Trump's task force quietly shortened CDC's no-sail order for cruise ships: report
The Grand Princess belongs to Princess Cruises, the same company which operated the coronavirus-stricken ship held off Japan last month on which more than 700 people on board tested positive (Photo: INTERPRESS/AFP/File / STRINGER)

On Monday, USA Today reported that President Donald Trump's coronavirus task force quietly shortened the cruise ship restrictions issued by the Centers for Disease Control and Prevention.


"After the nation's top disease response agency posted orders keeping cruise ships docked last Wednesday night, extending the ban through August, the White House Coronavirus Task Force stepped in to cut it by 20 days," wrote Curtis Tate, Morgan Hines, Cara Kelly, and Brett Murphy. "When the no-sail order reappeared on the Centers for Disease Control and Prevention’s website hours later, its language had been softened: Ships can sail again in July, and an explicit warning that they could be docked even longer had been deleted, according to emails and internal documents obtained by USA TODAY."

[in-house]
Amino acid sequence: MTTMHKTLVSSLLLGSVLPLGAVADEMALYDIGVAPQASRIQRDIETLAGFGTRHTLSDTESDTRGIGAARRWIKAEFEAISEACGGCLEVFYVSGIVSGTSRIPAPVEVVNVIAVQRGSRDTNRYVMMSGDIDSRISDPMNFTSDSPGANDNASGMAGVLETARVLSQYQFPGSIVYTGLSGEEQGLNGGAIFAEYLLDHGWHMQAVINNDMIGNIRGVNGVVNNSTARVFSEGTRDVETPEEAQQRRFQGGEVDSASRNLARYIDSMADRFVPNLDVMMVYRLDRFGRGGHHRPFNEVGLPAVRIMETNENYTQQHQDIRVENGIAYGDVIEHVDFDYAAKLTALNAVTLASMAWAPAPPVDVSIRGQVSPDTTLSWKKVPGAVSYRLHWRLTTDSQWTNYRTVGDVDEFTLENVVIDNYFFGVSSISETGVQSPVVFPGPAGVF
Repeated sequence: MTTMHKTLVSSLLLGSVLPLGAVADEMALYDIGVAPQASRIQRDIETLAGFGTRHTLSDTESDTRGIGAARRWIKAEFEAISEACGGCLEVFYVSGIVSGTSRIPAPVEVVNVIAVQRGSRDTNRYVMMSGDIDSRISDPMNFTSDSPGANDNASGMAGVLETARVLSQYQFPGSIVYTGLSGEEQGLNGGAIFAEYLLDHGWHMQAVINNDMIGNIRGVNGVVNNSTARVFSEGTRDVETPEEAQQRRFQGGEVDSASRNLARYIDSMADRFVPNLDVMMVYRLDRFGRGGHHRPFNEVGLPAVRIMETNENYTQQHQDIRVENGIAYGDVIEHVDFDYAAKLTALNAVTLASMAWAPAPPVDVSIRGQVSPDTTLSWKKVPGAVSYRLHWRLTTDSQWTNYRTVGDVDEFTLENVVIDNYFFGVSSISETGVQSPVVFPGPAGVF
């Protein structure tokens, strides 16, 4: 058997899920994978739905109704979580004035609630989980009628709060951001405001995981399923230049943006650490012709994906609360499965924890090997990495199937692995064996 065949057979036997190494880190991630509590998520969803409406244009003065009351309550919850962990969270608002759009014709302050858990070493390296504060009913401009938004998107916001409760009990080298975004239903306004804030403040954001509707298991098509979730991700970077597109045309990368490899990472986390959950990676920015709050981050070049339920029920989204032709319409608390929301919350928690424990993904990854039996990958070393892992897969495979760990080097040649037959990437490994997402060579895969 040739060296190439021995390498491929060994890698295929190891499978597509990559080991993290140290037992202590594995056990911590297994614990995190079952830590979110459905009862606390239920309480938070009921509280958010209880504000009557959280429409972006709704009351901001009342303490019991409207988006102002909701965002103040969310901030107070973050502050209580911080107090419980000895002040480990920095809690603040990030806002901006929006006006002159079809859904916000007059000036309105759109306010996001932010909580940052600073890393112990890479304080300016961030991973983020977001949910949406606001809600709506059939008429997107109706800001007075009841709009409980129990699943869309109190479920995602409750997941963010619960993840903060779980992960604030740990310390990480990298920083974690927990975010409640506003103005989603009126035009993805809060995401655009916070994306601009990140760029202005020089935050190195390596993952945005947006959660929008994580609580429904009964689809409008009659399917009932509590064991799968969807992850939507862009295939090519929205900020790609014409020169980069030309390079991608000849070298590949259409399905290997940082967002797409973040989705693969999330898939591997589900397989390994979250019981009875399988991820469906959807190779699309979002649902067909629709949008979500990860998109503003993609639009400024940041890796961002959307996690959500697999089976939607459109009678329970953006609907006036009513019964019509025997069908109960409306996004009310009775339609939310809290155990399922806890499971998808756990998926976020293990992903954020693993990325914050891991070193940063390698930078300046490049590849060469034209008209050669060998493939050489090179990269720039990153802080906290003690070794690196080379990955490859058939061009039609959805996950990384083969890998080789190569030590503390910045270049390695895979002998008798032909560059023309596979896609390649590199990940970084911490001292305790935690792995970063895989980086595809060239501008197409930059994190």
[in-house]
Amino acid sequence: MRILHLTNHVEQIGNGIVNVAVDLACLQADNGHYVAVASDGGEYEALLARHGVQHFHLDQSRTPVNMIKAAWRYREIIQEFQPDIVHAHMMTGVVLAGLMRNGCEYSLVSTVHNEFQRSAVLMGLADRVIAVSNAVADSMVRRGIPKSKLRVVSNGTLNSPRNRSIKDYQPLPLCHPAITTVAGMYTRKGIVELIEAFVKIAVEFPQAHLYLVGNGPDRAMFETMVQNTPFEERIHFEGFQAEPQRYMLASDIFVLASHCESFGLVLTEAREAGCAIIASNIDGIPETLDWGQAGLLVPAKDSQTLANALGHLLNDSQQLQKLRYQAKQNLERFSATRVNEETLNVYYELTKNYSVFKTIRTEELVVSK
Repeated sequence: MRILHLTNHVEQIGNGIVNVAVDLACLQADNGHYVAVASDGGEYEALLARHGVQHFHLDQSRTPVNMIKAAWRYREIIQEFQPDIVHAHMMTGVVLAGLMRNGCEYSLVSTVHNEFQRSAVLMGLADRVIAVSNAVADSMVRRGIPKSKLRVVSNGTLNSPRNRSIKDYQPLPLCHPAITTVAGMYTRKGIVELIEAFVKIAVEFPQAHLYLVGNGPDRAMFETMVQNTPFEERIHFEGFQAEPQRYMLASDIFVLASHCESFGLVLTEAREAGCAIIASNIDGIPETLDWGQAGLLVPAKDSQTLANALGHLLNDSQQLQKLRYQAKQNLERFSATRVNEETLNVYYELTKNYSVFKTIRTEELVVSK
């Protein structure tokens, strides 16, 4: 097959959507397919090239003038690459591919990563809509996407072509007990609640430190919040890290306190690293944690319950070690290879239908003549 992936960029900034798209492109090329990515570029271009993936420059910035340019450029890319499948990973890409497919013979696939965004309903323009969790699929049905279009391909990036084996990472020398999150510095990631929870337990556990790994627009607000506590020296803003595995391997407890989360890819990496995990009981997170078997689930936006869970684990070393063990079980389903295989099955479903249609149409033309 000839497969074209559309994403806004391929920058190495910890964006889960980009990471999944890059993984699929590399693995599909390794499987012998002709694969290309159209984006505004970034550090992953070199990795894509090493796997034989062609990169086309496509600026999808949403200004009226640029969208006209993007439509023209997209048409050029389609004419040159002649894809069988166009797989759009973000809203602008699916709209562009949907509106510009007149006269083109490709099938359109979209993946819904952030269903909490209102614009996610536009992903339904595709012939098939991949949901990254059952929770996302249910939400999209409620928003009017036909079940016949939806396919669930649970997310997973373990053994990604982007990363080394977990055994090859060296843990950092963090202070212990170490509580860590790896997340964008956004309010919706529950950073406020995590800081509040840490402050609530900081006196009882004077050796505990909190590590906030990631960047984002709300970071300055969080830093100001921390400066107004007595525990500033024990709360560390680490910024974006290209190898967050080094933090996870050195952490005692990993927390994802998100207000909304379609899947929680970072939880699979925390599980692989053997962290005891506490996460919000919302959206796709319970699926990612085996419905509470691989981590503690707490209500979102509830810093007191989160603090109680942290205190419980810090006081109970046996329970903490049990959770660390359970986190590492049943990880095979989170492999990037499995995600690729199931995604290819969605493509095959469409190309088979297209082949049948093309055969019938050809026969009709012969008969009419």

On Thursday morning, just after the notice was posted, a CDC official wrote to staff, "Sorry to do this, but the Office of the Vice President has instructed us to pull the No Sail Order Extension from the website immediately."

"The industry’s most profitable season is the summer, so a shorter time frame on the no-sail order could help it get back out to sea in time to recoup some of its losses," said the report. "A hint that the order could be extended would undermine that goal."

Trump has long been toying with the idea of granting stimulus relief to the cruise industry, which would be controversial because most of these companies are not American and do not comply with American laws or taxes. He has a longtime friendship with the chairman of Carnival Corp., the world's largest cruise line, which has sponsored multiple seasons of his reality show "The Apprentice."